Children and adults with ADHD (attention-deficit/hyperactivity disorder) may have inattention symptoms, hyperactive and impulsive symptoms, or both (combined ADHD). Chima Asikaiwe, MD, and Cecilia Chanda, PMHNP, offer expert ADHD care for people of all ages at Greathope Psychiatry and Behavioral Health Services in Garland, Texas. Whatever symptoms you or your child have, they likely interfere with all aspects of life, including school, work, home, and relationships. Call the office today for comprehensive, holistic ADHD treatment in supportive surroundings, or book an appointment online.
ADHD (attention-deficit/hyperactivity disorder) is a neurodevelopmental condition involving an imbalance in a person’s brain chemicals. These imbalances slow or stop activity in certain areas of the brain, leading to attention, hyperactivity, and impulsivity problems.
ADHD typically develops in childhood, before the age of 12. While many children receive a diagnosis and get the help they need, others struggle throughout their school years and into adulthood.
ADHD and ADD are terms for the same disorder, but the specifics differ.
Attention deficit disorder (ADD) is the diagnosis originally given to children with long-term problems with concentration and attention. However, after years of experience treating children with ADD, neurodevelopmental experts identified that many children also display hyperactive and impulsive behaviors.
As a result, the three defining symptoms (lack of attention, hyperactivity, and impulsivity) now come under the single condition of ADHD.
People who have ADHD with inattentive symptoms (previously called ADD) experience problems paying attention to details, make careless mistakes and find it challenging to complete tasks requiring concentration.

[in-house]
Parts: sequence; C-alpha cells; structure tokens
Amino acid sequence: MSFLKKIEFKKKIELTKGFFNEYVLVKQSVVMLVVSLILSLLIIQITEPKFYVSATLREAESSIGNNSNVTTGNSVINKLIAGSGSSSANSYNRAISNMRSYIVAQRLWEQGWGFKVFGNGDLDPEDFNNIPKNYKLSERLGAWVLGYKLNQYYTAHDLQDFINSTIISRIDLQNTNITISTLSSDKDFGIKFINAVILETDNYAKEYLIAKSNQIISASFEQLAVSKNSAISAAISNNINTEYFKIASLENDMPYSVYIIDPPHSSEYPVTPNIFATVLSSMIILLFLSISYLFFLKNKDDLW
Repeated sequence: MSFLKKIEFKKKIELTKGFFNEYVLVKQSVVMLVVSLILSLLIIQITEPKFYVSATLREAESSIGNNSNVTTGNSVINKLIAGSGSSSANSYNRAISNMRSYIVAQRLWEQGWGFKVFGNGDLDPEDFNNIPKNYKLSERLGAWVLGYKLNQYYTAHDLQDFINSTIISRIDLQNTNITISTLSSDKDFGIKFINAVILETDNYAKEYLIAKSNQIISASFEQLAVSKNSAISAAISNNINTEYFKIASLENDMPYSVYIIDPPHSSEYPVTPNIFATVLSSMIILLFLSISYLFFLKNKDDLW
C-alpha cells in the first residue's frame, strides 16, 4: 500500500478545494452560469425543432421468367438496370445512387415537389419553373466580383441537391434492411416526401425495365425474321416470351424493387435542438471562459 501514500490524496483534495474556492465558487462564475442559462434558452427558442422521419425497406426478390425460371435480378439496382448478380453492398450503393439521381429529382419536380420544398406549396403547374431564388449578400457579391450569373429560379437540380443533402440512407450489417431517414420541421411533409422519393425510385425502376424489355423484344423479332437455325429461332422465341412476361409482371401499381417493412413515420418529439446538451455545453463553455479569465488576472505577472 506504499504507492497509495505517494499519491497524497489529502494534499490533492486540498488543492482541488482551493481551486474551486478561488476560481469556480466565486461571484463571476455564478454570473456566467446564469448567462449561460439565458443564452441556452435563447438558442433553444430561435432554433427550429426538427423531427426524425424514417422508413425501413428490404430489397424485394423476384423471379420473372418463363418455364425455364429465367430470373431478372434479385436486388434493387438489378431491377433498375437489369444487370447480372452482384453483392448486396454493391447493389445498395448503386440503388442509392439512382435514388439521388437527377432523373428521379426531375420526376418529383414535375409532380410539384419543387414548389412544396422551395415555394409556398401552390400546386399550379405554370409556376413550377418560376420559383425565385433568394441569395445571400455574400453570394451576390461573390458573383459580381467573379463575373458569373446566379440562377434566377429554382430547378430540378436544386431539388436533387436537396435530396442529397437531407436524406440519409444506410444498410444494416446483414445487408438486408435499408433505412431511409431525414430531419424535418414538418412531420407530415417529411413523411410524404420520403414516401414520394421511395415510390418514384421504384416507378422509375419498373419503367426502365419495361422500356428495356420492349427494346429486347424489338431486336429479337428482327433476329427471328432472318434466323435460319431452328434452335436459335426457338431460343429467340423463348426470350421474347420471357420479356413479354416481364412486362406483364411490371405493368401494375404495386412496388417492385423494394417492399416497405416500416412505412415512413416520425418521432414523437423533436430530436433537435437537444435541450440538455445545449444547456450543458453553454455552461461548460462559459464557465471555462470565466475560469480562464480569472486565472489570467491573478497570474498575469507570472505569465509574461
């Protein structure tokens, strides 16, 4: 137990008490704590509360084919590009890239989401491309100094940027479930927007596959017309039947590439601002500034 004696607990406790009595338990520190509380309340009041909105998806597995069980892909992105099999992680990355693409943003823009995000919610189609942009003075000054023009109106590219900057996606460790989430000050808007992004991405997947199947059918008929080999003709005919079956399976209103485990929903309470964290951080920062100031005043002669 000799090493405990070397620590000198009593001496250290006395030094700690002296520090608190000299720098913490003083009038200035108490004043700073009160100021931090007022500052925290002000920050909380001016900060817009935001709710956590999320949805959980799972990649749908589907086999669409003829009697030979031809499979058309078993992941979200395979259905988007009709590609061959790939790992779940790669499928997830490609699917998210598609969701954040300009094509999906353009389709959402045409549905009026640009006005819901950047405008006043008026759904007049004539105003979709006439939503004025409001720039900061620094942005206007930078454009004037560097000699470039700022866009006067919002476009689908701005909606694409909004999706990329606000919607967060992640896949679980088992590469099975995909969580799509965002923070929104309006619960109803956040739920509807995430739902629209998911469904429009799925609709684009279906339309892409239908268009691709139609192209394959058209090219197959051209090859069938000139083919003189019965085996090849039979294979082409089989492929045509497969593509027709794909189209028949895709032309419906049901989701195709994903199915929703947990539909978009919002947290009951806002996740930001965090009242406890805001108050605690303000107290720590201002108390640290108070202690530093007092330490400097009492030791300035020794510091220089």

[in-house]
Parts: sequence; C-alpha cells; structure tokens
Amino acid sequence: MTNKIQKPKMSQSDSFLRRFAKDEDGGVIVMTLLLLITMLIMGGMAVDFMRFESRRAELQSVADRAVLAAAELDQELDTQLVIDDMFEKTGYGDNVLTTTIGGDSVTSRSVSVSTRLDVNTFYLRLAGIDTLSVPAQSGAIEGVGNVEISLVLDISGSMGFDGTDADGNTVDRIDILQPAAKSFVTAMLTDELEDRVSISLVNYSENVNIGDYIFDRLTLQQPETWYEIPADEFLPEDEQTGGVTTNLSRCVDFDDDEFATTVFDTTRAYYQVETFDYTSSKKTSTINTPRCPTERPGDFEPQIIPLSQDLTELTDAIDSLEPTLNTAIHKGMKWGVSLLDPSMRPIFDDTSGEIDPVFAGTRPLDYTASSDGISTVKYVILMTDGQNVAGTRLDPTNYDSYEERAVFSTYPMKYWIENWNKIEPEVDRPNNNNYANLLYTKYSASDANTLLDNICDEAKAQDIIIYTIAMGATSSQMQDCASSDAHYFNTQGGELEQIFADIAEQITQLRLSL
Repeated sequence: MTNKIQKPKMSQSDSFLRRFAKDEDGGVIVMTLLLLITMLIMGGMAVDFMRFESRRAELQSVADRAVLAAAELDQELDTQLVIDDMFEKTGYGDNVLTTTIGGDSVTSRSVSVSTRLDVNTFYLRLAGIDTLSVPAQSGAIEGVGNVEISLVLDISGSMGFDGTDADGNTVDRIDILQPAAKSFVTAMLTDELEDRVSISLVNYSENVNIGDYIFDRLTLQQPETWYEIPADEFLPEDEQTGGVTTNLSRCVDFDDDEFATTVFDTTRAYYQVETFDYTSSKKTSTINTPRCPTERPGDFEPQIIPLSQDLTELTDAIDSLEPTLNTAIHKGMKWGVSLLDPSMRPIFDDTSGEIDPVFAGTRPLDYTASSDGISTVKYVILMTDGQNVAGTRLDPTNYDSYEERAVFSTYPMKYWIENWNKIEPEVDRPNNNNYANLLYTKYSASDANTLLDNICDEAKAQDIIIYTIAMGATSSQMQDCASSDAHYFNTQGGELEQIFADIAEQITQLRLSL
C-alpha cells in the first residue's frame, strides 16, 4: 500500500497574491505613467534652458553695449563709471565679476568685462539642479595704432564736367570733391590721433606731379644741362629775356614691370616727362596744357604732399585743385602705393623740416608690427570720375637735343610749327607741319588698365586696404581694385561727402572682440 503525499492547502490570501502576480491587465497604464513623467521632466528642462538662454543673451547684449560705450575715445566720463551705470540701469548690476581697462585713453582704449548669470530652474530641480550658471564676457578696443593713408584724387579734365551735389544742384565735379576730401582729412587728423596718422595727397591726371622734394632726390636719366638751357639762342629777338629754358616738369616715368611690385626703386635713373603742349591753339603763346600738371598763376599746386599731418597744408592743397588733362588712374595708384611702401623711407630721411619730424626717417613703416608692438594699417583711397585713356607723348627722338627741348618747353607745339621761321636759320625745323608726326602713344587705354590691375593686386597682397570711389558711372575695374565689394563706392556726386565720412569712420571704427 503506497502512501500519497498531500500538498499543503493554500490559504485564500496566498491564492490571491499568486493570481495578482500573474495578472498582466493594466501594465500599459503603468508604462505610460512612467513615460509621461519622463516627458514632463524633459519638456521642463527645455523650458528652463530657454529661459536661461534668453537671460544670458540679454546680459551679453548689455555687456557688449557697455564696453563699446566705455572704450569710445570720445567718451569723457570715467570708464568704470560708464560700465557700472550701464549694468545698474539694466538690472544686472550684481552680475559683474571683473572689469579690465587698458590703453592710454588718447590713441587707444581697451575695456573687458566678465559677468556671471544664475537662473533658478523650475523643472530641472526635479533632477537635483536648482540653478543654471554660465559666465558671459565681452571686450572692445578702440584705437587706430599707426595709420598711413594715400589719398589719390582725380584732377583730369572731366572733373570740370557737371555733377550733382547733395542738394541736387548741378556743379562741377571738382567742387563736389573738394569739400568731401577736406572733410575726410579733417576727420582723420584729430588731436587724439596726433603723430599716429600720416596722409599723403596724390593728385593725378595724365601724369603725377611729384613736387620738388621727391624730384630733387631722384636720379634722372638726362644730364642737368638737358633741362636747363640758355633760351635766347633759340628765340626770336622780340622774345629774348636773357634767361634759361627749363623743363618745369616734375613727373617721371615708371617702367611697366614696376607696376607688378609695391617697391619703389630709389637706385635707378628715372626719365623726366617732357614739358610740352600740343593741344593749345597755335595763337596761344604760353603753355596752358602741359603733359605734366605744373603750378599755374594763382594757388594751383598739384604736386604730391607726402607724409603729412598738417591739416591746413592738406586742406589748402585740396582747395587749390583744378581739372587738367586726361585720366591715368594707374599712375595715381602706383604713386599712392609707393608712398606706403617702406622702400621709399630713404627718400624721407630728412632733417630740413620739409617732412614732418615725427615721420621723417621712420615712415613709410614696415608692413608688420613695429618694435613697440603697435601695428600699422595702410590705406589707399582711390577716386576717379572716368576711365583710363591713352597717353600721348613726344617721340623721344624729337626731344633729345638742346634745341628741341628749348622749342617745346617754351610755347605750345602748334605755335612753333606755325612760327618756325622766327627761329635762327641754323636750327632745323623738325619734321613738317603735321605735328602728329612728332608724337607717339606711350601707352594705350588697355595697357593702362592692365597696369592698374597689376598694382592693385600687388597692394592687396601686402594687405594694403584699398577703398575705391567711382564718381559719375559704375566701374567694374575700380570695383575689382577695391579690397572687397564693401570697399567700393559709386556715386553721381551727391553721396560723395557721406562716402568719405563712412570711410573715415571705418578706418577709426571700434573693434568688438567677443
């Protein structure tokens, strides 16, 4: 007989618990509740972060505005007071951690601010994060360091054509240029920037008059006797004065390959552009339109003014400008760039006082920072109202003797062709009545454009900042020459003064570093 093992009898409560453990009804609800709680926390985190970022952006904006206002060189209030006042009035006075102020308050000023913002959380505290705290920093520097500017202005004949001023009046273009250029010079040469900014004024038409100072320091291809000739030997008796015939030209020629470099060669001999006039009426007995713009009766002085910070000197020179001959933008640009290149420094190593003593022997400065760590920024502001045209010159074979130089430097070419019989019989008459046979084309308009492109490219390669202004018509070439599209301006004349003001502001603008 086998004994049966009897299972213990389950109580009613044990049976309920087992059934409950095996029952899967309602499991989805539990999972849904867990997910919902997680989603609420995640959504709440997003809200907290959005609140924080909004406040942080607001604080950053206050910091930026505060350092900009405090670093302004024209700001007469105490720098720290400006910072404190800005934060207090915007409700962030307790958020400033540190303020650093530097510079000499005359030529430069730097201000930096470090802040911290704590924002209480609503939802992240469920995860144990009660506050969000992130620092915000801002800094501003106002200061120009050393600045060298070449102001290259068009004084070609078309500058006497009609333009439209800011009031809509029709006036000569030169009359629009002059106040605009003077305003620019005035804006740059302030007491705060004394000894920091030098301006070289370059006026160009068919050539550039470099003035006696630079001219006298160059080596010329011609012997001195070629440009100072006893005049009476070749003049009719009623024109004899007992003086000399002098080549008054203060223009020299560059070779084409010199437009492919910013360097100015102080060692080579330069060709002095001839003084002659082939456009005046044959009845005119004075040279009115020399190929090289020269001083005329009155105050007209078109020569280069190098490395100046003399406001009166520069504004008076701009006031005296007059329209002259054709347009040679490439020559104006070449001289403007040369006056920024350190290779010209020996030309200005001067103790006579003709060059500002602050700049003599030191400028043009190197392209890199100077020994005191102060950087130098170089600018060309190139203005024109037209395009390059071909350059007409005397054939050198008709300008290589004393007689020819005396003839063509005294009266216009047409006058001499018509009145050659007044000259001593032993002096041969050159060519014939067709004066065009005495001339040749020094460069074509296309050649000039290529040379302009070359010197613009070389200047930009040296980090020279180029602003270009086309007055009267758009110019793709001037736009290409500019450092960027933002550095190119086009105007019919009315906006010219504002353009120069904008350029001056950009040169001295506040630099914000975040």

They may not listen when spoken to, fail to follow instructions, frequently lose their possessions, and lack organizational skills. They’re easily distracted by their thoughts or what’s happening around them and tend to forget daily activities and tasks.
ADHD with hyperactive and impulsive symptoms causes problems that include:
ADHD makes it hard for children and adults to regulate their moods and emotions, resulting in frustration and anger.
Greathope Psychiatry and Behavioral Health Services treats adults and children with ADHD as individuals, so specific treatment plans may vary. However, the main treatments are psychotherapy and medication.
Stimulant medications help by increasing the levels of brain chemicals that regulate thought processes and attention. Psychotherapy allows people to process the emotions and thoughts resulting from their experiences, reducing stress, depression, and anxiety.
Behavioral therapy techniques help people improve their organizational and social skills and regulate the behaviors that most affect their lives.
If you or your child might have ADHD, call Greathope Psychiatry and Behavioral Health Services today or schedule an appointment online.